Tropical human parasites, micro-organisams and zoonoses
|Course code module||1MBMW-K-001|
|Study load (hours)||168|
|Language of instruction:||Dutch|
|Semester exam information:||exam in the 1st semester|
|Contract restriction information:||exam contract not possible|
This course requires basic knowledge of biology.
The student should normally have a credit for Medical Microbiologie (3BBMW-05). However, it is satisfactory to have obtained 08/20 or 09/20 and have passed all the practical exercises to become accepted for this course
2. Objectives (expected learning outcomes)
This module forms the essential basis for several other topics (ecology, diagnostics, epidemiology and disease management) that are part of the graduation course "Tropical Biomedical Sciences". Focus is on parasitoses and zoonoses as they are important health and socio-economical risk factors in tropical countries. The student will acquire knowledge concerning a wide variety of human microbial pathogens (fungi, yeasts, mycobacteria) as well as a basic understanding of the pathogenesis and diagnostics.
This module should generate the following competences:
· The student is able to describe the biology of different pathogens.
· The student knows the most relevant bacterial, fungal and viral infections and is able to recognize, diagnose and suggest an effective therapeutic agent.
· The student is able to explain how these infections cause clinical symptoms.
· The student has an understanding of the epidemiology of infectious diseases and an insight into preventive and curative interventions.
· The student has learnt how to identify parasites and microbial organisms microscopically.
3. Course content
The course consists of three parts: a/ parasitology and zoonoses; b/ microbial infections caused by yeasts and fungi and c/ infections caused by mycobacteria.
The part ‘Parasitology and Zoonoses” (Prof. Dr. L. Maes) describes the wide diversity of human (tropical) parasites with an emphasis on biology and recognition of the different pathogen species and zoonoses where animals are a main source of infection for man. Biology, morphology and diagnosis are illustrated with life cycles of parasitic unicellular eukaryotes, flatworms (Trematoda, Cestoda), roundworms (Nematoda) and ectoparasites (Insecta, Acari). Epidemiology, clinic and treatment are discussed to a more limited extent.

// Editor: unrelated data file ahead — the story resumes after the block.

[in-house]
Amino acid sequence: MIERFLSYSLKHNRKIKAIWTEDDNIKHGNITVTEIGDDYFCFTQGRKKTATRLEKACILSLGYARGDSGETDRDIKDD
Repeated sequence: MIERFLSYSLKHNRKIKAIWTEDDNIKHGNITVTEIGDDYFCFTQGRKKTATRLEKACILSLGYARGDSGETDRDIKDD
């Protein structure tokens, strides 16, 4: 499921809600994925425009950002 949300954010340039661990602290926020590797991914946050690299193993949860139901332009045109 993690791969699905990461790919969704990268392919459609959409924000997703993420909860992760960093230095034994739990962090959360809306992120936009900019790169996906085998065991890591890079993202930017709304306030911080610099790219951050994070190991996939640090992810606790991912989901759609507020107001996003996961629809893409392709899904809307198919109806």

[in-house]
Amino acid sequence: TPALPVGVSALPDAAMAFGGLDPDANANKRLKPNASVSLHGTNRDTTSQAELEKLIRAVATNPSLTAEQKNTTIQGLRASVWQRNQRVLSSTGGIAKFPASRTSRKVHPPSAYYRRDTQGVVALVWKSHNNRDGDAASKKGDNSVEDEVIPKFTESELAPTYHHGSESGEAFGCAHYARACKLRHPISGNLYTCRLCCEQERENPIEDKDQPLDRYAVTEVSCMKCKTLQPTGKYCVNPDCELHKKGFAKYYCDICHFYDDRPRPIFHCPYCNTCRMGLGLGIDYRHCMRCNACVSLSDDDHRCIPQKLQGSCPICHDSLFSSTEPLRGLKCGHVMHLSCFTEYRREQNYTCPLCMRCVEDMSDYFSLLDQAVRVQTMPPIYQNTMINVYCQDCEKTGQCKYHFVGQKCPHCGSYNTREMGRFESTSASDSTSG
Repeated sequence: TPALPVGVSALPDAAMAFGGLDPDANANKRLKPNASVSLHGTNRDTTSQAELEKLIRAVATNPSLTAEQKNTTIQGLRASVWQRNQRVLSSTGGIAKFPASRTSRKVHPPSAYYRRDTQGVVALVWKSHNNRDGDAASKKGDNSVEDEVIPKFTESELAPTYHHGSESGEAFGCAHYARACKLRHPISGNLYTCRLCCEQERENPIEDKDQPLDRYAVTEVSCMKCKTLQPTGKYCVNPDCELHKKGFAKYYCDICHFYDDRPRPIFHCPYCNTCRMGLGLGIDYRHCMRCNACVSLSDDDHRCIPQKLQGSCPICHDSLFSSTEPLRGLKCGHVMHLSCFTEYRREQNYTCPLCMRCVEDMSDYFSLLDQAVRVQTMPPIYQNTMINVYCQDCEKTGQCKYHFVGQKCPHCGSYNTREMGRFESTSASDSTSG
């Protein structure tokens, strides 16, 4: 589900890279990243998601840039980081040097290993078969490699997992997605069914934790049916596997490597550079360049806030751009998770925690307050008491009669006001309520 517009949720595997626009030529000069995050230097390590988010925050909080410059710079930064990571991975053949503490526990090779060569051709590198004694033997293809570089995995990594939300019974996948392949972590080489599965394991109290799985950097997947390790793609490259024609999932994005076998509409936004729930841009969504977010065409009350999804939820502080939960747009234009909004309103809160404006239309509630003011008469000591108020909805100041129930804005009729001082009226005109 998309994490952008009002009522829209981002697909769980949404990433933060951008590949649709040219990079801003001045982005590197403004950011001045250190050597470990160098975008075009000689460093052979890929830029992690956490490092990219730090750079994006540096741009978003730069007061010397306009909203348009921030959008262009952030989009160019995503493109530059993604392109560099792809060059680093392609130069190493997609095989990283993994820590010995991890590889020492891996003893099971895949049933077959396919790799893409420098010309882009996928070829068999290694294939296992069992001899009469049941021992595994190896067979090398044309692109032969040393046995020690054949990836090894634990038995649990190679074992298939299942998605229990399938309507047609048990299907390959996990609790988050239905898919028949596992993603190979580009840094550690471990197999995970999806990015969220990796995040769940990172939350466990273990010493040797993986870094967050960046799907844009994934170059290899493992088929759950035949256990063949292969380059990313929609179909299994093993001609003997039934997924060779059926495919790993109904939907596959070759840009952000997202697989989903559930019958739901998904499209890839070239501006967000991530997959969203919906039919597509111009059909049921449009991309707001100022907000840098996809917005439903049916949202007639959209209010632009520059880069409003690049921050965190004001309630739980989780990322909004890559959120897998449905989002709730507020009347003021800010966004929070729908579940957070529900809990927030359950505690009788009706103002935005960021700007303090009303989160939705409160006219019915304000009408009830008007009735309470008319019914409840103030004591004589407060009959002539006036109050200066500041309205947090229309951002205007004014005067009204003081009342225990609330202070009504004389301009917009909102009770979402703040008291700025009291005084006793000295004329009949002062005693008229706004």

In the part ‘Mycology’ (Prof. Dr. P. Cos), the most important fungal and yeast infections are explained with emphasis on cause, treatment and clinic.
The infections caused by ‘Mycobacteria’ (tuberculosis, Buruli ulcer, etc.) are discussed separately (Dr. L. Rigouts) with emphasis on epidemiology, clinic, diagnosis and treatment.
4. Teaching method
Direct contact: LecturesSeminars (possible question and answer sessions)Practical sessions
Personal work: Assignments - individualExcursion(s)
5. Assessment method
Exam: Oral, with written preparationClosed bookMultiple choiceOpen questions
6. Compulsory reading – study material
- Couse material : reproduction of the Powerpoint slides that are used during the lectures (to be obtained for the 'cursusdienst' UA)
- Syllabus : Human Parasitology” B.J. Bogitsh & T.C. Cheng, (1998) 2th Ed. Academic Press London. [ISBN 0-12-110870-8] (to be purchased via bookshops)
7. Recommended reading - study material
Supportive material : Blackboard: slides in colour (download pdf), practicum notes, enyclopaedic reference, useful electronic links, etc..
The lecturer and the assistants are available before, during and after the lecture sessions as well as via mail, blackboard and personal contact.
laatste aanpassing: last update: 15/11/2008 13:59 louis.maes